Sony's November '07 Releases
I Know Who Killed Me (November 28/07)
Were it not for the presence of Lindsay Lohan in the film's central role, I Know Who Killed Me could easily be mistaken for the absolute worst that the straight-to-video landscape has to offer - as the movie is nothing short of a complete and utter mess that's almost entirely devoid of positive attributes. The almost indecipherable plot - which follows college student Aubrey Fleming (Lohan) as she survives an attack by a vicious serial killer and subsequently becomes convinced that her true identity is that of a stripper named Dakota - is exacerbated by Chris Siverton's unusually incompetent directorial choices, with the filmmaker's relentless use of various visual tricks (including a series of absolutely interminable slow-motion shots) ensuring that the movie generally comes off as an amateurish piece of work. Jeff Hammond's dull, thoroughly uninteresting screenplay rarely makes any sense - a problem that worsens as the film adopts an increasingly hallucinatory vibe - and the increasingly evasive behavior of Lohan's character is downright baffling (ie why is she being so unhelpful towards the cops trying to solve the case?) While one can derive some enjoyment out of the exceedingly quirky supporting cast (which includes, among others, Gregory Itzin, Neal McDonough, and My Name is Earl's Eddie Steeples), I Know Who Killed Me is ultimately a complete waste of time that has little to offer even the most ardent Lohan devotee.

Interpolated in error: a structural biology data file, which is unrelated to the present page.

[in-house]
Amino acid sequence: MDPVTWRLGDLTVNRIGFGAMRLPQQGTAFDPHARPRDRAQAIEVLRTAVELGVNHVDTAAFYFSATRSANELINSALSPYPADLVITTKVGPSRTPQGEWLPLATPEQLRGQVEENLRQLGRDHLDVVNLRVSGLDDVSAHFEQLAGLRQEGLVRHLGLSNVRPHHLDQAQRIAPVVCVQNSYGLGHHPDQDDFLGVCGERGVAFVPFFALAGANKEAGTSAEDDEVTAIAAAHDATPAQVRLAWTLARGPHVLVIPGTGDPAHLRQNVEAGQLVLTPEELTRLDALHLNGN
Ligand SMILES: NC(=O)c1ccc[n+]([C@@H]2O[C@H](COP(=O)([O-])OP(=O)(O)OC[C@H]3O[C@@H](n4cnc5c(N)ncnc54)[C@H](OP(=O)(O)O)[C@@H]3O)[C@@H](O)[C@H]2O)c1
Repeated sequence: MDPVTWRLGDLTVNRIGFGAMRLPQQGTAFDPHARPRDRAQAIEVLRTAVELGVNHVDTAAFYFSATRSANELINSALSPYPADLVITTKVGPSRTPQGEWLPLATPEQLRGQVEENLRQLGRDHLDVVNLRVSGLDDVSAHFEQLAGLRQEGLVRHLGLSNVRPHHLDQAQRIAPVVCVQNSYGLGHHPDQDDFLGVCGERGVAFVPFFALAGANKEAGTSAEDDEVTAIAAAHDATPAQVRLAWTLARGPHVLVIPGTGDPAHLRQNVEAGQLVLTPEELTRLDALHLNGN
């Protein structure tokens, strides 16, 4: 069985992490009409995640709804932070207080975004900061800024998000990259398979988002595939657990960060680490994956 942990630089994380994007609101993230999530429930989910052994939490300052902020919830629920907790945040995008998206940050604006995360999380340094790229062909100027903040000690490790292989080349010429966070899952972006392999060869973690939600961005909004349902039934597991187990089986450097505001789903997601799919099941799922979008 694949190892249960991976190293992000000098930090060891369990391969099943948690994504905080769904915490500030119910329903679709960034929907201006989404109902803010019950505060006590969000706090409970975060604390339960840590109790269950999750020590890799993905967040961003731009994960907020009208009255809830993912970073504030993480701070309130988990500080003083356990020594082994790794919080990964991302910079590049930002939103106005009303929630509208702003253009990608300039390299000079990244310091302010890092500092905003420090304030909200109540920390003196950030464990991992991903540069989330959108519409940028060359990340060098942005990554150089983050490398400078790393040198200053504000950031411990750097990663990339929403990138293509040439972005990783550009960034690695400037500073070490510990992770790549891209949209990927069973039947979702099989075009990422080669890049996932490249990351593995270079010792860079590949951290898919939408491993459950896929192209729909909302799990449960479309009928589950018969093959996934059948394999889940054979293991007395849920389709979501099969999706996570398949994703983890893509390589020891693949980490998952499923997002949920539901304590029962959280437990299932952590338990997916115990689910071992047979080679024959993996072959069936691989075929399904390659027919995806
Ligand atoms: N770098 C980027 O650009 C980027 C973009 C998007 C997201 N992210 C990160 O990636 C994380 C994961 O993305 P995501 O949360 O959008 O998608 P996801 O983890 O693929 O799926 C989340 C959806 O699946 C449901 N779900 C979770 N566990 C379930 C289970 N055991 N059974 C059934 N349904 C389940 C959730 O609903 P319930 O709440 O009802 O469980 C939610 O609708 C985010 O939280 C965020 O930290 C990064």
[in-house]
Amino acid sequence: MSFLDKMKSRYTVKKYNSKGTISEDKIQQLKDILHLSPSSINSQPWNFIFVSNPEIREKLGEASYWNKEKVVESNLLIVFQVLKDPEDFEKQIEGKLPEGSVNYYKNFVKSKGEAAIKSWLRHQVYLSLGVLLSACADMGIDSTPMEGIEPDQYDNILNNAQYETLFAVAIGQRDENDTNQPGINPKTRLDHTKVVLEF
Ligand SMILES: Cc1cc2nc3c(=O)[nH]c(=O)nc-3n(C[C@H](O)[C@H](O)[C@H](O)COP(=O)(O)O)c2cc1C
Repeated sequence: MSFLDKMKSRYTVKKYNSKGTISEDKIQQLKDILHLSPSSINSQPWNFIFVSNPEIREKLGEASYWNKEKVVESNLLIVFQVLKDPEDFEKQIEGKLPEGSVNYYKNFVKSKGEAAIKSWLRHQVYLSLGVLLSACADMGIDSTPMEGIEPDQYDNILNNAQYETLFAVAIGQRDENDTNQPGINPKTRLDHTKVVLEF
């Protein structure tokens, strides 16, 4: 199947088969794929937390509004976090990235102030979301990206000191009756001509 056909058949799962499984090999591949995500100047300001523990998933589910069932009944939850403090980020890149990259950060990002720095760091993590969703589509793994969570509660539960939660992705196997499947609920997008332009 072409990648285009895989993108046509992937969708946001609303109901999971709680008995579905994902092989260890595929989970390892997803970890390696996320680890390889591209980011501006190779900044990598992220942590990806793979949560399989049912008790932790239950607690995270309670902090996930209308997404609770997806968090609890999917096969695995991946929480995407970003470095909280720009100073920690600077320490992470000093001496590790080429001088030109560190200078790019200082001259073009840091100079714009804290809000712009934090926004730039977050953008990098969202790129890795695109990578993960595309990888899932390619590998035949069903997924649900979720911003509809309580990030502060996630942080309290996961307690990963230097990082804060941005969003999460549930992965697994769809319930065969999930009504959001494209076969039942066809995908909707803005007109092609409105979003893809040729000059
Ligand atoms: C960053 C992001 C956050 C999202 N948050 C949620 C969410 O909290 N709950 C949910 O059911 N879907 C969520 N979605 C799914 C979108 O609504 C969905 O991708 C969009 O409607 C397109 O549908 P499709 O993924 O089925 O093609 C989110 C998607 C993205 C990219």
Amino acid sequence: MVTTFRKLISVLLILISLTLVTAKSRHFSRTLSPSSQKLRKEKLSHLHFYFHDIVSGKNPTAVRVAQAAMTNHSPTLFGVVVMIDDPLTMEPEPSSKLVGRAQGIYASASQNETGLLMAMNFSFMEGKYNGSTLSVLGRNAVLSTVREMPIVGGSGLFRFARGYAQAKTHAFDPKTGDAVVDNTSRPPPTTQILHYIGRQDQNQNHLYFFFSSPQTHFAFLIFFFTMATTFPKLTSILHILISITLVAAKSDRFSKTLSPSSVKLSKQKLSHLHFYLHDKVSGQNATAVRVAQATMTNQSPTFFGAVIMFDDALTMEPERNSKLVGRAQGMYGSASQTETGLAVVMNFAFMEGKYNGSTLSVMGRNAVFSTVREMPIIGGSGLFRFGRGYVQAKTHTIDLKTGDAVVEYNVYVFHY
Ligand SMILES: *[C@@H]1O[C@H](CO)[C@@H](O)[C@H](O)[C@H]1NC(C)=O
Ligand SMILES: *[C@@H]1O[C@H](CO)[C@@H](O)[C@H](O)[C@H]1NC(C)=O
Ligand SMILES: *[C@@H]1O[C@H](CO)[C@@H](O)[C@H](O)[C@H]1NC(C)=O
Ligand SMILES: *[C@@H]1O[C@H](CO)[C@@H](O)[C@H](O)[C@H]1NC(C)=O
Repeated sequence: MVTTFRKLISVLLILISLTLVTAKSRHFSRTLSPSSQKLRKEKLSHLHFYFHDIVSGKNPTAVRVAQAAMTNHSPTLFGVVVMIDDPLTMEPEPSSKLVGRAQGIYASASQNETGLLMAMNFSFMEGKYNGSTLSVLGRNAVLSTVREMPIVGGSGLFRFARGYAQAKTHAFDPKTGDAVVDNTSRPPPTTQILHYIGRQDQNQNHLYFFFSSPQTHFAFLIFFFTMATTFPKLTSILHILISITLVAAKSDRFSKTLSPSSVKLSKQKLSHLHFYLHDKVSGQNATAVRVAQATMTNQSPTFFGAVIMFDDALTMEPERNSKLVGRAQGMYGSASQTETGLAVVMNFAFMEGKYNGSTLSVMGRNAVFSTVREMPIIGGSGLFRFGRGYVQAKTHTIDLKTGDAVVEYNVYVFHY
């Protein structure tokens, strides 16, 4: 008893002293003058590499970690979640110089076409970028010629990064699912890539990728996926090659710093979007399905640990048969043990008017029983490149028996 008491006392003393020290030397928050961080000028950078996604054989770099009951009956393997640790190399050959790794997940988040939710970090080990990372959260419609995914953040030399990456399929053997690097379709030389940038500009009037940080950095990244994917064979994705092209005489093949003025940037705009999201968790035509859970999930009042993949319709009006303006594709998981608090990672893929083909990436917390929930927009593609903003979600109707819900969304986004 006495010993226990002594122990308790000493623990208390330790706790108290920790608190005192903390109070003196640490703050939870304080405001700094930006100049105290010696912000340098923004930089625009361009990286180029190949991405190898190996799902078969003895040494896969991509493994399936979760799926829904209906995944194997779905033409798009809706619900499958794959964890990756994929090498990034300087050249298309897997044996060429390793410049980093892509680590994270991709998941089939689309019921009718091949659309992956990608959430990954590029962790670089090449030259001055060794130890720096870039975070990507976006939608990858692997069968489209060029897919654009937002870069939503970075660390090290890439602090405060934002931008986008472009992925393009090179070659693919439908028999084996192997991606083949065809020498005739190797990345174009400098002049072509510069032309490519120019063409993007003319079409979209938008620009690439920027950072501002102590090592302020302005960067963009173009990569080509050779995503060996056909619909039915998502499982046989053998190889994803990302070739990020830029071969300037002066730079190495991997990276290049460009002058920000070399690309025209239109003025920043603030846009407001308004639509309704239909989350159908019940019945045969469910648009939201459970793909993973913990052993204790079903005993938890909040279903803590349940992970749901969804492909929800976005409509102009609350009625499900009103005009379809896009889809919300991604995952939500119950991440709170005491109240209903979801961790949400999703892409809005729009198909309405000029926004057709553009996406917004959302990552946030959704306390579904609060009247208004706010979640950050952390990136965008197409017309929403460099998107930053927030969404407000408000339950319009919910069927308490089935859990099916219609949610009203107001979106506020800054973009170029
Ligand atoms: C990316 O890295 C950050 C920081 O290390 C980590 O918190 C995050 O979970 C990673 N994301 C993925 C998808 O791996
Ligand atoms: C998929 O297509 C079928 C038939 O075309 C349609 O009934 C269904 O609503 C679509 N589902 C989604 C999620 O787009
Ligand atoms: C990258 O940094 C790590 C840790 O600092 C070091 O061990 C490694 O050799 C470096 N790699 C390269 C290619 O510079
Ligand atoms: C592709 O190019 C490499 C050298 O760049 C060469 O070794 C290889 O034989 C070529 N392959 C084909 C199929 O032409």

no stars out of
Vitus (November 29/07)
Though marketed as the simple story of a piano prodigy, Vitus ultimately establishes itself as a far more unusual and flat-out unpredictable piece of work - with the film's emphasis on the central character's unorthodox extracurricular activities certainly cementing this feeling. Director Fredi M. Murer has infused the proceedings with a laid-back pace that's reflected in the episodic nature of the screenplay, and there's consequently little doubt that certain stretches of the film are inherently more interesting than others (the whole thing is always interesting, however). Newcomer Teo Gheorghiu does a fantastic job of bringing the title character to life, while Bruno Ganz ably steps into the shoes of Vitus' kindly old grandfather (the supporting cast is likewise uniformly effective). The inclusion of a rather unexpected plot twist at around the halfway point admittedly takes Vitus in an entirely new direction, and it's ultimately difficult to overlook the palpable emotional impact of the film's final few minutes.